I have not been following this story so close but it looks like its about to get real. I know plenty is confused about what is Net Neutrality in the first place but no worries I have a video explaining it after the jump. November 20th could be a big change though folks with the beginning of the Internet being regulated by the government. Even though the changes are currently in “favor” for the people what if they start internet censorship being they now regulate it? Check out the story on the changes and video explaining net neutrality after the jump.
The Federal Communications Commission’s net neutrality rules will go into effect on November 20, almost one year after the commission approved them.
Though the FCC approved the rules on December 21, 2010, they have not gone into effect because the commission has dragged its feet on publishing them in the Federal Registerâ€”a move that makes them official. The FCC said today that they will be published on Friday, and take effect in November.
For those who need a refresher, net neutrality is the concept that everyone should have equal access to the Web. Amazon should not be able to pay to have its Web site load faster than a mom-and-pop e-commerce site, for example. After Comcast was accused of blocking P2P sites, however, the FCC decided to craft rules that would ban ISPs from discriminating based on content. It was OK to slow down your entire network during peak times, for example, but you couldn’t block a particular site, like BitTorrent. The rules approved by the FCC give the commission the authority to step into disputes about how ISPs are managing their networks or initiate their own investigations if they think ISPs are violating its rules.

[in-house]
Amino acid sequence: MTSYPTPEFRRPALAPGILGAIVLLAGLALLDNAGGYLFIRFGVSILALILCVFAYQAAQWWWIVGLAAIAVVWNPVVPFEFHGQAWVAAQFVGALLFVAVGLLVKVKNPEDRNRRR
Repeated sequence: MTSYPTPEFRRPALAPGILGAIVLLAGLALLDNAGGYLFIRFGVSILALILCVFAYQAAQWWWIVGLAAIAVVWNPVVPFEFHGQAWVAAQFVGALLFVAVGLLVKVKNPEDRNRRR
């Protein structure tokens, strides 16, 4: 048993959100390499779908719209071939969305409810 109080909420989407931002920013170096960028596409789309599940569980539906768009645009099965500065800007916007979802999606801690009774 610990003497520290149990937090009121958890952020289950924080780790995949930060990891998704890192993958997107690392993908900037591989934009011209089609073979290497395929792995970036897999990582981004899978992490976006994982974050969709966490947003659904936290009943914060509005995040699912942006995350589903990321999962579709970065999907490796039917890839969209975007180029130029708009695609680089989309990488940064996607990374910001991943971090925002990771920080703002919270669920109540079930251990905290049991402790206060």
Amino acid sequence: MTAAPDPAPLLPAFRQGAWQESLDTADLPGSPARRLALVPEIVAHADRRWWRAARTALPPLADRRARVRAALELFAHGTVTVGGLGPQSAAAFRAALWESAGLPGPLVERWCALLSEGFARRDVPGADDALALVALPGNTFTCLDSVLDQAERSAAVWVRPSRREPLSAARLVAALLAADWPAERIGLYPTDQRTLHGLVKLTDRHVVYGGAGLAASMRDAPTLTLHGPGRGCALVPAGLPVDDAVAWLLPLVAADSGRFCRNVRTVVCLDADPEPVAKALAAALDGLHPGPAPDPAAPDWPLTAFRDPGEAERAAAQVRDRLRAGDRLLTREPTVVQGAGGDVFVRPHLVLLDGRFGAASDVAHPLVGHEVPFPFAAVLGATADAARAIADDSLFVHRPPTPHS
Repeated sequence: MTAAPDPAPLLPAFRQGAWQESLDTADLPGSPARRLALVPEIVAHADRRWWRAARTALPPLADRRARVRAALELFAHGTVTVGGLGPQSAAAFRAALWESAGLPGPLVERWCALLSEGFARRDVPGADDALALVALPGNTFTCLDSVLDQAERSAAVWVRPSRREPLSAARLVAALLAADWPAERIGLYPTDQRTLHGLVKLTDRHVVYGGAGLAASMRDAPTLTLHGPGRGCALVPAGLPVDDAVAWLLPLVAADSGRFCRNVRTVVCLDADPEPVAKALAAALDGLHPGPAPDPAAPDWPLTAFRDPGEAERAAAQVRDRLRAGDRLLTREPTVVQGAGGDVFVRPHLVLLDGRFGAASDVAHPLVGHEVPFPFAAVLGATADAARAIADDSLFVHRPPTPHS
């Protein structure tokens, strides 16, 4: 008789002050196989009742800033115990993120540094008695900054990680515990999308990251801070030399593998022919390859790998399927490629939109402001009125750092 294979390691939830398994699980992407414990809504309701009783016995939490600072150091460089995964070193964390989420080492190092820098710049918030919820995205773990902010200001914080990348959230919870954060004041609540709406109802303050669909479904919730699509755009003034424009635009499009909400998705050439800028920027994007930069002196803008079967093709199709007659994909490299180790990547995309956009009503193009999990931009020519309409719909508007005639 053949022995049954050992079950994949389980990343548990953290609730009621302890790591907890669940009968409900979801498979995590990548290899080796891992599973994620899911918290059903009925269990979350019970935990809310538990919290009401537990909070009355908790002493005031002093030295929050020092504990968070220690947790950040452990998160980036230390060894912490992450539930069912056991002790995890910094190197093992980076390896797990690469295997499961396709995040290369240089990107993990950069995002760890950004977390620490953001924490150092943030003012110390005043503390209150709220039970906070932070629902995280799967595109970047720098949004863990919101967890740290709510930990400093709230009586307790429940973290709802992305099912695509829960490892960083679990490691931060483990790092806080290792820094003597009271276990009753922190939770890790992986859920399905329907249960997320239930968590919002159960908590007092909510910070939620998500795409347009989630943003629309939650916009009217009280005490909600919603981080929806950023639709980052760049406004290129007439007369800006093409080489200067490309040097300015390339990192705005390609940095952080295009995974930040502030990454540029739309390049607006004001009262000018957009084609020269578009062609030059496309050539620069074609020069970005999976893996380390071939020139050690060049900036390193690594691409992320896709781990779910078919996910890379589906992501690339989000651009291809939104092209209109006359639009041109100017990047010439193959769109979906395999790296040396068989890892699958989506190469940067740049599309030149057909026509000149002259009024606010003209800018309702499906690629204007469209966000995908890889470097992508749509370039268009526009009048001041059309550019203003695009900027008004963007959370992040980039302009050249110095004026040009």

The FCC approved net neutrality rules along party lines. The order provides three high-level rules: transparency; no blocking; and no unreasonable discrimination. The order received support from Chairman Julius Genachowski and Democratic commissioners Michael Copps and Mignon Clyburn, but was not approved by GOP commissioners Robert McDowell and Meredith Baker, who’s now at Comcast.
The rules face some challenges, however. After they were approved, Verizon and MetroPCS sued, arguing that the FCC did not have the authority to regulate such issues. But because the rules had not yet been published in the federal register, their cases were thrown out. Expect one if not both of them to re-file now the rules are official.
Congressional Republicans are also not too pleased by the rules. Back in April, the House voted to overturn the FCC’s net neutrality rules, but the measure was largely a symbolic gesture. It’s unlikely to get through the Democrat-controlled Senate, and President Obama has pledged to veto the bill if it ever makes it to his desk.